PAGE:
Community spirit is still at the heart of everything in Ireland's tidiest town
The rain came down in sheets - Biblical, incessant rain, not of the 'soft' variety - and the leaden clouds hanging low over the Shannon just promised more of the same.
Yet, even in the midst of a miserable day, there is no mistaking just how beautiful Birdhill is. Newly crowned Ireland's Tidiest Town, the tiny hamlet on the Limerick/Tipperary border is more than just picture postcard attractive, with heaving flowerbeds and neatly trimmed lawns. The community is at the beating heart of this village.
"We're a little gem. You can say we're in the middle of nowhere. But we're a big cog in the wheel here," explained Anne Barry, a "blow-in" originally from Kenmare who has made Birdhill her home for the last 40 years.
Anne is a member of the Birdhill Tidy Town committee. In a village with just 45 inhabitants and another 300 in the surrounding area, the committee has no fewer than 17 members, with another 30 or 40 who chip in when needed.
Birdhill is blink-and-you'll-miss-it small, two pubs - The Coopers and Matt The Thresher - and no shop or post office. But it does boast a Barista Training Academy, housed in what was once the Garda station, and its former telephone box has been transformed into an information office and mini-library.
Meanwhile, newcomers get a 'Welcome to Birdhill' card in their letterbox wishing them happiness in their new home and community.
Arguably the village's defining moment came in 2010 with the opening of the M7 motorway. While some communities bemoan a bypass, for Birdhill it returned the village to its inhabitants. Where once it could take 10 minutes to find a break in the speeding Limerick to Dublin traffic to cross the road, now it is serene.
Retired school principal Denis Floyd can trace his family's roots in Birdhill back 200 years.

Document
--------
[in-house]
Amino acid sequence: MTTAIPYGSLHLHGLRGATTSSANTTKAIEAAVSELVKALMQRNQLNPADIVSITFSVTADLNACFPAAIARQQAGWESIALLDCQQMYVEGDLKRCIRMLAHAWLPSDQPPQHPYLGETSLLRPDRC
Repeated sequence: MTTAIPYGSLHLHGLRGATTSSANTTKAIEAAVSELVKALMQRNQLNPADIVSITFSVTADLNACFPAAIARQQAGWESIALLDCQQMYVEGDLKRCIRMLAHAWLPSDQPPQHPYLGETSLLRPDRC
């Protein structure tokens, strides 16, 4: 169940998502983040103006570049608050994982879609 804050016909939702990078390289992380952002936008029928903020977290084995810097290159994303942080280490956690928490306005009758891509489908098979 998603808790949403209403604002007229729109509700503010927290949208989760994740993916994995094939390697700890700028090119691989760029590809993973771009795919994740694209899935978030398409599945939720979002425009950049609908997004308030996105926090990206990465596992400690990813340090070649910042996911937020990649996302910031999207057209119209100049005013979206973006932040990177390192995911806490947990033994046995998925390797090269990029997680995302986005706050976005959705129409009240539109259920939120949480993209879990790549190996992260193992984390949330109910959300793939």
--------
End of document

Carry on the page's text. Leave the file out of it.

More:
"Most people travel to Limerick, Nenagh or Shannon for work. We used to have heavy traffic years ago but now it is quiet," said Denis who is chairman of the local Tidy Towns committee.
The village railway station, 150 years old, is on the Limerick-Ballybrophy line and has three services a day in each direction and allows for connections to Dublin. However, locals worry that this important service may be axed by Irish Rail in its cost-cutting plans.
But unlike other rural villages, this place is thriving, a key indicator being the steadily rising enrolment in the local primary school. "When I began here in 2004 there was just the principal and two teachers. With every year our numbers have just gone up and up. We now have 160 pupils and there are nine on our staff," said acting principal of Birdhill National School Miriam Kennedy.
"The one thing I'll say about Birdhill is it's all about the community spirit."
Things are also looking up for business in the village, with hopes for a tourism boost thanks to last week's Tidy Towns win.
Nine months ago Charlotte Lyons and her husband Jimmy took over the ownership of Matt The Thresher from her parents Ted and Kay Moynihan, who retired after 32 years running the popular pub. She splits her time between Dublin, where she also owns the Matt The Thresher on Lower Pembroke Street, and Birdhill, two more different locations you cannot find.
The pub has gone through some tough times - the opening of the motorway saw the family lose "50pc of the business overnight".
However, Charlotte is confident about the future and business is up 30pc since the start of the year. "I think this is very nostalgic for me...I adore coming down here and the locals have been amazing," she said.